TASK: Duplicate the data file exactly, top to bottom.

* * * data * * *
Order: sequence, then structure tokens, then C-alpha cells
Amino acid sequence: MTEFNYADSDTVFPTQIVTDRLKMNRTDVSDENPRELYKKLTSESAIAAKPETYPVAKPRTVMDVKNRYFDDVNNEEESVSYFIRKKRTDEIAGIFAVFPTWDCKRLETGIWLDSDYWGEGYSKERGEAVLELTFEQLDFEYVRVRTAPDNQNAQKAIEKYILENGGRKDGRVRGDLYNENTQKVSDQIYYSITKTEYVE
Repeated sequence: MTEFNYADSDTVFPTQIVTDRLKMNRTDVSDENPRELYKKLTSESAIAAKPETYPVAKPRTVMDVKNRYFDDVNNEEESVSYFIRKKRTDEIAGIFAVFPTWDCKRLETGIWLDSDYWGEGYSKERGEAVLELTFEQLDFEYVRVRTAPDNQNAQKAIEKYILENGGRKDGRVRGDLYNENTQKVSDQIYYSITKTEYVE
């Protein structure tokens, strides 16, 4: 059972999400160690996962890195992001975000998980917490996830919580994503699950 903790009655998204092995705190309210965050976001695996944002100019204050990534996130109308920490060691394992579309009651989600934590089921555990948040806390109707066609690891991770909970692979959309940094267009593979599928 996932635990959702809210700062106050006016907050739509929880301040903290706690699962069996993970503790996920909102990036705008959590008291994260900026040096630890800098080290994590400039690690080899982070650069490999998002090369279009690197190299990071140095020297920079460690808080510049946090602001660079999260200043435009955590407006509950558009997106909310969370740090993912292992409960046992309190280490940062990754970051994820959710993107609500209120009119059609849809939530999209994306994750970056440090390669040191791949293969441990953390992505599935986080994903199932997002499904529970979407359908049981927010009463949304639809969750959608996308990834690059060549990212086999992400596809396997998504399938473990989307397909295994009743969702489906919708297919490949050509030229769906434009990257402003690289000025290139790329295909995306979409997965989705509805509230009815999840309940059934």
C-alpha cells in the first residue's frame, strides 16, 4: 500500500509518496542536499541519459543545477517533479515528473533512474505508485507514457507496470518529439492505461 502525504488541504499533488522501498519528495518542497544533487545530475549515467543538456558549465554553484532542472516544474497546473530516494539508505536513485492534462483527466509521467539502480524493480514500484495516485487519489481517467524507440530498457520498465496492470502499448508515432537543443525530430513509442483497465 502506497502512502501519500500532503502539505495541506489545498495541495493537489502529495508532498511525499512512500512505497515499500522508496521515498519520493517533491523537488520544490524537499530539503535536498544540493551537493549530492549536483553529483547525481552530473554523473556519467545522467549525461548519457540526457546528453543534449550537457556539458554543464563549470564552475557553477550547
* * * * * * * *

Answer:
Order: sequence, then structure tokens, then C-alpha cells
Amino acid sequence: MTEFNYADSDTVFPTQIVTDRLKMNRTDVSDENPRELYKKLTSESAIAAKPETYPVAKPRTVMDVKNRYFDDVNNEEESVSYFIRKKRTDEIAGIFAVFPTWDCKRLETGIWLDSDYWGEGYSKERGEAVLELTFEQLDFEYVRVRTAPDNQNAQKAIEKYILENGGRKDGRVRGDLYNENTQKVSDQIYYSITKTEYVE
Repeated sequence: MTEFNYADSDTVFPTQIVTDRLKMNRTDVSDENPRELYKKLTSESAIAAKPETYPVAKPRTVMDVKNRYFDDVNNEEESVSYFIRKKRTDEIAGIFAVFPTWDCKRLETGIWLDSDYWGEGYSKERGEAVLELTFEQLDFEYVRVRTAPDNQNAQKAIEKYILENGGRKDGRVRGDLYNENTQKVSDQIYYSITKTEYVE
């Protein structure tokens, strides 16, 4: 059972999400160690996962890195992001975000998980917490996830919580994503699950 903790009655998204092995705190309210965050976001695996944002100019204050990534996130109308920490060691394992579309009651989600934590089921555990948040806390109707066609690891991770909970692979959309940094267009593979599928 996932635990959702809210700062106050006016907050739509929880301040903290706690699962069996993970503790996920909102990036705008959590008291994260900026040096630890800098080290994590400039690690080899982070650069490999998002090369279009690197190299990071140095020297920079460690808080510049946090602001660079999260200043435009955590407006509950558009997106909310969370740090993912292992409960046992309190280490940062990754970051994820959710993107609500209120009119059609849809939530999209994306994750970056440090390669040191791949293969441990953390992505599935986080994903199932997002499904529970979407359908049981927010009463949304639809969750959608996308990834690059060549990212086999992400596809396997998504399938473990989307397909295994009743969702489906919708297919490949050509030229769906434009990257402003690289000025290139790329295909995306979409997965989705509805509230009815999840309940059934």
C-alpha cells in the first residue's frame, strides 16, 4: 500500500509518496542536499541519459543545477517533479515528473533512474505508485507514457507496470518529439492505461 502525504488541504499533488522501498519528495518542497544533487545530475549515467543538456558549465554553484532542472516544474497546473530516494539508505536513485492534462483527466509521467539502480524493480514500484495516485487519489481517467524507440530498457520498465496492470502499448508515432537543443525530430513509442483497465 502506497502512502501519500500532503502539505495541506489545498495541495493537489502529495508532498511525499512512500512505497515499500522508496521515498519520493517533491523537488520544490524537499530539503535536498544540493551537493549530492549536483553529483547525481552530473554523473556519467545522467549525461548519457540526457546528453543534449550537457556539458554543464563549470564552475557553477550547